The Dingell subcommittee is focusing on the agency's handling of the Stringfellow Acid Pits, a high-priority waste disposal site in Lavelle's home state of California.

The EPA held up a planned $6.1 million Superfund grant to clean up Stringfellow during the fall campaign, and some officials said the delay was meant to avoid aiding Edmund G. (Jerry) Brown Jr., then California governor and Democratic Senate candidate.

William Hedeman, director of EPA's Superfund program, yesterday denied that politics influenced the agency's decision on Stringfellow or other hazardous waste dumps.

He said he had never heard the term, "election track," and added: "From my vantage point, I can categorically deny that any such system existed." He said EPA delayed spending money to clean up the Stringfellow site "because we discovered the names of a large number of responsible parties in mid-September" and could then seek damages from them.

Lavelle had worked as a public information officer for Aerojet-General Corp. of La Jolla, Calif., which dumped some of the wastes at the Stringfellow site. Lavelle disqualified herself from the case last June 18 after several of her colleagues complained about a possible conflict of interest, according to EPA sources.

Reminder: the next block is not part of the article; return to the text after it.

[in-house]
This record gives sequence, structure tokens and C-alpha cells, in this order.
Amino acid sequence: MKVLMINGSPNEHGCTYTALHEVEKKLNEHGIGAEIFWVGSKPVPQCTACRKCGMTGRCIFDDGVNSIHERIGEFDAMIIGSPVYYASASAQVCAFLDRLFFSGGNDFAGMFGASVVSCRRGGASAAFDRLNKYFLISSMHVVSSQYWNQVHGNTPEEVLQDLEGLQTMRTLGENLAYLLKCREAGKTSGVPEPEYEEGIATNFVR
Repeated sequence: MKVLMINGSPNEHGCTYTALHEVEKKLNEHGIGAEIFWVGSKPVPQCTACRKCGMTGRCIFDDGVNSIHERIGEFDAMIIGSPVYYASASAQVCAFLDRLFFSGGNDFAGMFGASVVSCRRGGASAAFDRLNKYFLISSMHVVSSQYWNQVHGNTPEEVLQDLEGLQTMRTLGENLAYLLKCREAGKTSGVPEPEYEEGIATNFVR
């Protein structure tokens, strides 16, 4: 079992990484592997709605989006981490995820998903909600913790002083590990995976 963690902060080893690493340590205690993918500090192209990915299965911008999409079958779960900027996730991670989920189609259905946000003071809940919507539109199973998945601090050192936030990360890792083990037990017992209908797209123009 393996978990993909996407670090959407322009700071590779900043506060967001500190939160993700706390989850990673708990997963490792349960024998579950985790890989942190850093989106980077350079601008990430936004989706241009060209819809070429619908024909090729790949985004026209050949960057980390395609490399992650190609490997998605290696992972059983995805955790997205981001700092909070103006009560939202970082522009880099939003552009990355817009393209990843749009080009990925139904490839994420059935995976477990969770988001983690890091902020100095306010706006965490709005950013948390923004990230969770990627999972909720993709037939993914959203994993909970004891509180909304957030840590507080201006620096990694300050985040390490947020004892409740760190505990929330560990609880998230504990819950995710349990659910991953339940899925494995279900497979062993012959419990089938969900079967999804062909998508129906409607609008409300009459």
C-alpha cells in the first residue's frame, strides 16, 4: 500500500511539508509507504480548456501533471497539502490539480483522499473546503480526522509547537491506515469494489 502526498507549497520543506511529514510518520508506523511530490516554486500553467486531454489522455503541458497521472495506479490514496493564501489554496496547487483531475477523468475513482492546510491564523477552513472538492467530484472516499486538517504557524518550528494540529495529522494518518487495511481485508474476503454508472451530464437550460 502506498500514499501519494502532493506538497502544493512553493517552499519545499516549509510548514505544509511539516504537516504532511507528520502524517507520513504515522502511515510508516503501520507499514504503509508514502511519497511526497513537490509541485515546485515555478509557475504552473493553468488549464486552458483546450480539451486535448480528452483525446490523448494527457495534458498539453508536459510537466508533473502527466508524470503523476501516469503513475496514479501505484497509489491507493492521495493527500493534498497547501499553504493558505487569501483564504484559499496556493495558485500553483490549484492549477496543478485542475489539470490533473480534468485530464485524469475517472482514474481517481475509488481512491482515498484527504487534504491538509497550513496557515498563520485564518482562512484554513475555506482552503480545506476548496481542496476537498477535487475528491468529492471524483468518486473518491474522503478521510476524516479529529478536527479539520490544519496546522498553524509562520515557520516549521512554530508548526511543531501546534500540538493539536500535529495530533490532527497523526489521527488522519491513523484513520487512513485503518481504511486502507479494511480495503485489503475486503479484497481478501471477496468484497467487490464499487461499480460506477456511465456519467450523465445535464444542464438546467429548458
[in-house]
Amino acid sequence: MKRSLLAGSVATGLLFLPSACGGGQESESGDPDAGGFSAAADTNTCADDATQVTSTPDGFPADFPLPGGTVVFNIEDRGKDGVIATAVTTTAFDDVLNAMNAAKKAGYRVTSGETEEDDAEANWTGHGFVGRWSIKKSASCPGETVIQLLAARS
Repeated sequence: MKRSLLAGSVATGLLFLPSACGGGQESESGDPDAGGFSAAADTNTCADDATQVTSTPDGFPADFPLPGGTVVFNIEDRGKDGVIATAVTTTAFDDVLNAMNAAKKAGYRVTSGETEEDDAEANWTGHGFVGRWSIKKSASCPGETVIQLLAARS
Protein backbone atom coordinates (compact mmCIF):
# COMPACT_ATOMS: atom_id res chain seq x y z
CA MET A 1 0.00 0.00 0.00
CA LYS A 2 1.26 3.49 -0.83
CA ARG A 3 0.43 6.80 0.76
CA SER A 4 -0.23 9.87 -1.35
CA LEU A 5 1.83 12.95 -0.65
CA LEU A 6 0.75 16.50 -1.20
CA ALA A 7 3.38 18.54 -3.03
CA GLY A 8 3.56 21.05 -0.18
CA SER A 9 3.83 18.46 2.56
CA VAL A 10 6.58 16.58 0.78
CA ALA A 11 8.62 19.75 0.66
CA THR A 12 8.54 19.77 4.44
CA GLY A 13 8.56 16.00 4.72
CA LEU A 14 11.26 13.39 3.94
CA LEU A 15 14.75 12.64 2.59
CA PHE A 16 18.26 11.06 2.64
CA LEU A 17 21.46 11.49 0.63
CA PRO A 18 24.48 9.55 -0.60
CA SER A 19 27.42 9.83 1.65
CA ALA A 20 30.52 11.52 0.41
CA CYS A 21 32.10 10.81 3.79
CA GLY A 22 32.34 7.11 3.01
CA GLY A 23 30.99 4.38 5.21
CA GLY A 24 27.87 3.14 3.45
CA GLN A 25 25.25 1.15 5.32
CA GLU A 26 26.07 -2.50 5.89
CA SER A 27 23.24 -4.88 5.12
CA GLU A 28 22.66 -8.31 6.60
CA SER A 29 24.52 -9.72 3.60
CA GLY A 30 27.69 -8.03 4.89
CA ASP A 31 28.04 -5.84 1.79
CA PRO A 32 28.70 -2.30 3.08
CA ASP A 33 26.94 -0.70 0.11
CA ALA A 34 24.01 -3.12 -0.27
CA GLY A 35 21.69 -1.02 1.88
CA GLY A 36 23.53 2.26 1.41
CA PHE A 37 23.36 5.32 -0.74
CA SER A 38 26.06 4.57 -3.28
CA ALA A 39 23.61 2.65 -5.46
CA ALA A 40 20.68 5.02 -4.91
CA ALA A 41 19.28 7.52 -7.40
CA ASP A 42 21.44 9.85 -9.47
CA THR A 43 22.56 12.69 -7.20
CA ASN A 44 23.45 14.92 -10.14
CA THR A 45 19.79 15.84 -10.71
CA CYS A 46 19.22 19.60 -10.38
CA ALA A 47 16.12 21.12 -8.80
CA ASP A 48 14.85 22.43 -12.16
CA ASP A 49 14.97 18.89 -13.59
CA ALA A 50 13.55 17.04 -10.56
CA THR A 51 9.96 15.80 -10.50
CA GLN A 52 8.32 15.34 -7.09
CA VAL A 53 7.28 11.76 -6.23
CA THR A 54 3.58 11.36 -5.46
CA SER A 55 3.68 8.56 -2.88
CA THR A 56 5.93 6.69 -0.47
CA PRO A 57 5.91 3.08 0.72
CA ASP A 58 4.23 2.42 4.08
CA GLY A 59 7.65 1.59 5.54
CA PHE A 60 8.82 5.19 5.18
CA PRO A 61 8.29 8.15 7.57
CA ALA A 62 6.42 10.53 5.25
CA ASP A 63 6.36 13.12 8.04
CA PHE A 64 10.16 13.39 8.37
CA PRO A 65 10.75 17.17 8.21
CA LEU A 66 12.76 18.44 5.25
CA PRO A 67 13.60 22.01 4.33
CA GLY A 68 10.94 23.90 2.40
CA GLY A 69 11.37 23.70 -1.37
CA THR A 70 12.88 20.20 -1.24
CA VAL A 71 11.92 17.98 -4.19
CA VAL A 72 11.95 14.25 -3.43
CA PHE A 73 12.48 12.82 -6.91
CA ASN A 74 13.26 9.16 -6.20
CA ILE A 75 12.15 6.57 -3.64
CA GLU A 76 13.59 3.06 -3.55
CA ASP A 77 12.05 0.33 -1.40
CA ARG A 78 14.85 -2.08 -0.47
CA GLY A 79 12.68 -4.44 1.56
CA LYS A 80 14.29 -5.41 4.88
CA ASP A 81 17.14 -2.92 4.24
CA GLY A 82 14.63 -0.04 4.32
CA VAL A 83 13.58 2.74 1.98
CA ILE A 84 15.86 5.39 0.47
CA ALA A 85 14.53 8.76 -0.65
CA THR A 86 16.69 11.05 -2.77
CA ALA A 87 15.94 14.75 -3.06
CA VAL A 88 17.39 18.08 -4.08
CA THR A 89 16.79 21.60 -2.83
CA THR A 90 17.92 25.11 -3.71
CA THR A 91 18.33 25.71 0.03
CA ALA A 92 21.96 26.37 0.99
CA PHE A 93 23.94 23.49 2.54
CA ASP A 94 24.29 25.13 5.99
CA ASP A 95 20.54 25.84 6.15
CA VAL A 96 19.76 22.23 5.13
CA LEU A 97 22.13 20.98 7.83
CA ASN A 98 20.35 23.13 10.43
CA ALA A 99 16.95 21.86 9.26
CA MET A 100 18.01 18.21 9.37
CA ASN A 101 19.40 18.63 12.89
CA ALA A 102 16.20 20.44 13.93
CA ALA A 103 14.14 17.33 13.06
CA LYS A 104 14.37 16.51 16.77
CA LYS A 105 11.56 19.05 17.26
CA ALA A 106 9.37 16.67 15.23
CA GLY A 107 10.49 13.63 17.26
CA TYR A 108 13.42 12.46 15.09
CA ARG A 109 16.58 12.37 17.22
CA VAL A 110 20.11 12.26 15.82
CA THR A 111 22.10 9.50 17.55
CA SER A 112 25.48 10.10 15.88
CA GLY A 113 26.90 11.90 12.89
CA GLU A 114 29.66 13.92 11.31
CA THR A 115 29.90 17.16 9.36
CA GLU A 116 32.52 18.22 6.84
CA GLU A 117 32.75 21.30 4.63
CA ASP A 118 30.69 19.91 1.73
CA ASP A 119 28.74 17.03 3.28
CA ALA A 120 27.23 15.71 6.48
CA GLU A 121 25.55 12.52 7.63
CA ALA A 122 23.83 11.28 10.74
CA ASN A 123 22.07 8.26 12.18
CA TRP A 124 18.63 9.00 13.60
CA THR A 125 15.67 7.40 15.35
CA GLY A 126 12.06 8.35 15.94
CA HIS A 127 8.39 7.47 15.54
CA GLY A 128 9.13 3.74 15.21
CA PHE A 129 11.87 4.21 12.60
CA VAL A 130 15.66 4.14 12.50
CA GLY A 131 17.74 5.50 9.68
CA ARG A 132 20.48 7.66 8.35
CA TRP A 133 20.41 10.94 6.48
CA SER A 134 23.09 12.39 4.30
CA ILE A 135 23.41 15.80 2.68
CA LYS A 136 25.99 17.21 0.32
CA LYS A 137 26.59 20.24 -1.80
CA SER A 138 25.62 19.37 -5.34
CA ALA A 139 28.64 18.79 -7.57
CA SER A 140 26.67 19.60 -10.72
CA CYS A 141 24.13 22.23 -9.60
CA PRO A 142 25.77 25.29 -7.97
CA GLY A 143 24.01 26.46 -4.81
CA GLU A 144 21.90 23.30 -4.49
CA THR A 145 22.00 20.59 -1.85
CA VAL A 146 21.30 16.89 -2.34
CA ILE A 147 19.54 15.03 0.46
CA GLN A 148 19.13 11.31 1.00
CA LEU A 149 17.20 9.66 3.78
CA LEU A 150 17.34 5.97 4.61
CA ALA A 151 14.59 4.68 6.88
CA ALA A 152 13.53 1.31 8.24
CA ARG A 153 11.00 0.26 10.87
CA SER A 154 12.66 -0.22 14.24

These sources said that Lavelle was involved in decisions on Stringfellow before her recusal, and afterward sat in on meetings where the site was discussed.

Although he did not name Lavelle directly, Dingell said yesterday there was "strong evidence . . . that officials of EPA may have continued to exercise control and placement in the decision-making process after they said they were recusing themselves because of real or potential conflicts of interest."

The oversight panel repeatedly has been denied access to Lavelle's files and other EPA documents on hazardous waste enforcement. In recent months, sources say, EPA officials denied the existence of numerous documents on Stringfellow and other hazardous waste cases, only to discover them later when they were given the dates. EPA is still withholding the documents.